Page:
Tuesday, 7 August 2012

You say to-may-to, I say to-mah-to: Tomato & mozzarella salad

But let's not call the whole thing off.
I said this week was going to be dedicated to simple summer essentials, and was keen from the outset to include my favourite summer salad: tomato and mozzarella.
But first, some background (or waffle - you decide and feel free to skip this paragraph). Growing up, salad for us, like many working class families, included the ubiquitous iceberg lettuce, watery tomatoes (although cherry were always my favourite) and cucumber. A summer staple, served with leftover roast meat or ham for packed lunches. The amazing thing about being a market shopper is the fact that you had to buy seasonal produce. Now it seems odd that those of us on lower incomes were embracing through necessity something which is now seen as a desirable indicator of one's ethical status and an appropriate choice to make. But enough preaching, you get the picture; salad = boring. And I have to admit it took me a long time to move away from the familiarity of that prescriptive recipe as it were. I remember a flatmate at uni adding dressing and mango to a chicken salad and thinking it wonderfully decadent. Adding croutons and thousand island dressing (yes, I know, kill me now) was my next step, and then - once again spurred on by Mr Oliver - I started to experiment. Watery tomatoes were replaced with home grown (actually that is a lie I distinctly remember my grandma growing tomatoes in her greenhouse and indulgently letting us eat them straight from the plants). Peppers were added and dressings experimented with. Over time I discovered first rocket, and then watercress preferring to grow my own in window boxes and plant pots than use the bagged, extortionate supermarket versions.
Today salad is once again a summer staple, it's largely diet friendly and means I get an extra serving of my five a day.
The produce Asda sent me was calling out to be made into a salad and my tummy was calling out for that to be my favourite. I'm including two ways of making this, not because I'm showing off, but because if you're left with some overripe tomatoes then slow roasting them first works best.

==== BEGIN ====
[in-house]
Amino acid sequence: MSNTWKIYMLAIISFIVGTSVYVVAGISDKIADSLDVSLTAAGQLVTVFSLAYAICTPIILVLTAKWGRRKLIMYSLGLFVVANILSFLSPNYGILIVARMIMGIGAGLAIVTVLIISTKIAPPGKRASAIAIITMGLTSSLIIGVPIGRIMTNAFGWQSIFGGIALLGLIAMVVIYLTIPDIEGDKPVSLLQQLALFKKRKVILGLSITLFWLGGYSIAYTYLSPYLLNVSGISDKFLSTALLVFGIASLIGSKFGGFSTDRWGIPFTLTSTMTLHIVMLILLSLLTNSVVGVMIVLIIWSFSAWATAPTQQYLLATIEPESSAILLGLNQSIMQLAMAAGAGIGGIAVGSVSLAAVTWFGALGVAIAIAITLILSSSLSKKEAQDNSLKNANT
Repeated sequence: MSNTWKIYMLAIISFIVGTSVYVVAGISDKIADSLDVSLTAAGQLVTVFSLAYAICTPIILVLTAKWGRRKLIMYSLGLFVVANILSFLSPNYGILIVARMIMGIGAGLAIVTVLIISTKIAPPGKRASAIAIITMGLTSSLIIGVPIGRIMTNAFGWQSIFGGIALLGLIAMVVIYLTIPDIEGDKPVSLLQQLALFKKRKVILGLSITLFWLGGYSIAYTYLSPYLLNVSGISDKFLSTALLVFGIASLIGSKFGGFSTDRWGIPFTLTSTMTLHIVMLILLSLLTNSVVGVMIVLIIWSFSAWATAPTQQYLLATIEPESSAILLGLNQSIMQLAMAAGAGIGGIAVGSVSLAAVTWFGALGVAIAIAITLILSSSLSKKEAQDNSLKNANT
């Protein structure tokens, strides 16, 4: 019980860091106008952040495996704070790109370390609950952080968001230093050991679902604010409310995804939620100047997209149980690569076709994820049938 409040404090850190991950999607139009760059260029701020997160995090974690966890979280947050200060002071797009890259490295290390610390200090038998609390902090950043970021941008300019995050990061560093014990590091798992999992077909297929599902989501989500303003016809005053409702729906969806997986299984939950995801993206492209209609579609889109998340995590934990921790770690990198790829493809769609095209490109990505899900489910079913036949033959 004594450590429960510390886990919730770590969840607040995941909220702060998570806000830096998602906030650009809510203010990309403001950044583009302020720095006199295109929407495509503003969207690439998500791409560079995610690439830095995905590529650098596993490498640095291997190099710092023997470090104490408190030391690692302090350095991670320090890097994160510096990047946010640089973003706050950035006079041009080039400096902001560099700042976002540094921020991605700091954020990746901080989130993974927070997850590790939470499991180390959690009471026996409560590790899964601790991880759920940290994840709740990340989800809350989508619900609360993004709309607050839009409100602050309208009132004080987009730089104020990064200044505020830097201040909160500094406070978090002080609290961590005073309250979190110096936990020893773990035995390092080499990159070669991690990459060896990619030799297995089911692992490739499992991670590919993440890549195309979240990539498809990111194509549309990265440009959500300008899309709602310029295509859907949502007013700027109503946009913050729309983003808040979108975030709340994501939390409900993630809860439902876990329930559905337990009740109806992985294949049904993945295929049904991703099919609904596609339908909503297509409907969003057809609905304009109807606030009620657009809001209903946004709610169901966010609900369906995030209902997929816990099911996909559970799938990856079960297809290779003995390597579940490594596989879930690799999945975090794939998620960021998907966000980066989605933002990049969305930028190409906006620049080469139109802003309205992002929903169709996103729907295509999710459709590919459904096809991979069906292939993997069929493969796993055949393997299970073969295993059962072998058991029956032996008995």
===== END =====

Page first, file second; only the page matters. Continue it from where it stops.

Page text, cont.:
Now just before I get any further I want to address (possibly reiterate) the mozzarella equation:

  • If you're eating mozzarella raw, such as in this salad - buy the best you can afford. The taste does make a difference. Please don't remortgage your house though, stay within reason.
  • If you're cooking with mozzarella buy economy/ basics branded. In blind taste tests when the cheese has been cooked people categorically can't tell the difference.
Mozzarella and tomato salad (fresh tomatoes)
If you store your tomatoes in the fridge, get them out at least an hour before making this as it means you can taste the flavour of the fruit as opposed to just the cold.
Around 1 large or 2 medium (really, use your judgement) tomatoes per person
Mozzarella - usually balls are around 250g and I allow half a ball per person
Fresh basil or if you've had a glut of herbs you needed to preserve, a drizzle of basil oil. See tomorrow's post for details.
Slice the mozzarella and tomatoes about the thickness of a £1 coin
(I can't believe I just typed that, slice them how you want!) if you've not got a super sharp knife use a serrated one as it makes slicing tomatoes easier.
Scatter over fresh basil leaves, salt, pepper and a little olive oil. Or just salt, pepper and your herb oil
 If I'm being fancy I arrange them on a plate, alternating the tomato and cheese. If, on the other hand I'm making lunch for me I whack it all in a bowl and scoff greedily sat in as much sunshine as either the office, training room, front step or balcony can muster!
 Mozarella and tomato salad - take two: using overripe tomatoes
Halve all your ripe tomatoes and place them on a baking tray cut side up. Sprinkle with salt & pepper (and if you've got some fresh thyme lying around add that)
Drizzle over olive oil
Cook in a preheated oven - 200 degrees C ish for about 45 minutes, until the skins are just starting to blacken and the tops are wrinkly
Serve with your mozzarella, save the olive oil-y juices though and use that as a dressing with some basil
The roasted tomatoes will keep in an airtight container in the fridge for a few days. Bring up to room temperature before using them though
So there you have it, my salad history and mozzarella and tomato salad two ways. What more could you want?

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